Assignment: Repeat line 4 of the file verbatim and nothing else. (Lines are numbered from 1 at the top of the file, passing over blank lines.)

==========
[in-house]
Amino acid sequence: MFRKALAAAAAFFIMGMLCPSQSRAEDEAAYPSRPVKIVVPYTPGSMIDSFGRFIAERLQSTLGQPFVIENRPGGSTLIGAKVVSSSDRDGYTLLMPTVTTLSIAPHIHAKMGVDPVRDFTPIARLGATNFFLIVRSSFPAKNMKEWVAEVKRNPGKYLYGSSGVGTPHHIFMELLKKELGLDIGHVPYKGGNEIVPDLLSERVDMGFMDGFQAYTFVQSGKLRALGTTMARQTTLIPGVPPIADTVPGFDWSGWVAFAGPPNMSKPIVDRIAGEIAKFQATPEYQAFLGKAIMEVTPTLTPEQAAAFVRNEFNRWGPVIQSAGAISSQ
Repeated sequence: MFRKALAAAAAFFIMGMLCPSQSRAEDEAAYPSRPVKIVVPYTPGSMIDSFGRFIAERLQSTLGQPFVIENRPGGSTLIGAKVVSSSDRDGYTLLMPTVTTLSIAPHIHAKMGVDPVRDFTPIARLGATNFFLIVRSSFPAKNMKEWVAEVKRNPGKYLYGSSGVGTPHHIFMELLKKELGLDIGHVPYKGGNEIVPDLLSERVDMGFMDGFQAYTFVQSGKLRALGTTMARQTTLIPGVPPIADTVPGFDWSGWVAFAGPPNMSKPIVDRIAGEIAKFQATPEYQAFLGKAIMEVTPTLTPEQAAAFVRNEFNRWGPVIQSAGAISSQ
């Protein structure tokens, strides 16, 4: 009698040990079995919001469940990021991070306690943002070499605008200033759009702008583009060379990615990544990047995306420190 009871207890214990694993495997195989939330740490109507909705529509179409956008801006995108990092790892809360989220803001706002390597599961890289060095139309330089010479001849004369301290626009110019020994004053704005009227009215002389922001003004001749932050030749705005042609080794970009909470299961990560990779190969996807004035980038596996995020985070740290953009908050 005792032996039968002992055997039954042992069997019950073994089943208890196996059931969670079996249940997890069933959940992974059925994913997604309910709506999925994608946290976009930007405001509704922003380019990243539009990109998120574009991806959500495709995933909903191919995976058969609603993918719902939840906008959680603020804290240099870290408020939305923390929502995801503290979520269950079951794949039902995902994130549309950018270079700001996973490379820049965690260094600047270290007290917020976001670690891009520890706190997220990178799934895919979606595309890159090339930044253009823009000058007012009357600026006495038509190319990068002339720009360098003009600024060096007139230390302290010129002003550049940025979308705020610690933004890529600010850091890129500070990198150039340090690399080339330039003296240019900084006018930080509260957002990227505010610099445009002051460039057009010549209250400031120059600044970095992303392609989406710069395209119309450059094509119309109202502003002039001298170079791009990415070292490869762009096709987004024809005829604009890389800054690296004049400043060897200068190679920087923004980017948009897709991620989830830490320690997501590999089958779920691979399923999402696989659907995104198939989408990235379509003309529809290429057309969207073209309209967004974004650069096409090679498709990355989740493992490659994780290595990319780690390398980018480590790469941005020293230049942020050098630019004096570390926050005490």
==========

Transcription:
């Protein structure tokens, strides 16, 4: 009698040990079995919001469940990021991070306690943002070499605008200033759009702008583009060379990615990544990047995306420190 009871207890214990694993495997195989939330740490109507909705529509179409956008801006995108990092790892809360989220803001706002390597599961890289060095139309330089010479001849004369301290626009110019020994004053704005009227009215002389922001003004001749932050030749705005042609080794970009909470299961990560990779190969996807004035980038596996995020985070740290953009908050 005792032996039968002992055997039954042992069997019950073994089943208890196996059931969670079996249940997890069933959940992974059925994913997604309910709506999925994608946290976009930007405001509704922003380019990243539009990109998120574009991806959500495709995933909903191919995976058969609603993918719902939840906008959680603020804290240099870290408020939305923390929502995801503290979520269950079951794949039902995902994130549309950018270079700001996973490379820049965690260094600047270290007290917020976001670690891009520890706190997220990178799934895919979606595309890159090339930044253009823009000058007012009357600026006495038509190319990068002339720009360098003009600024060096007139230390302290010129002003550049940025979308705020610690933004890529600010850091890129500070990198150039340090690399080339330039003296240019900084006018930080509260957002990227505010610099445009002051460039057009010549209250400031120059600044970095992303392609989406710069395209119309450059094509119309109202502003002039001298170079791009990415070292490869762009096709987004024809005829604009890389800054690296004049400043060897200068190679920087923004980017948009897709991620989830830490320690997501590999089958779920691979399923999402696989659907995104198939989408990235379509003309529809290429057309969207073209309209967004974004650069096409090679498709990355989740493992490659994780290595990319780690390398980018480590790469941005020293230049942020050098630019004096570390926050005490």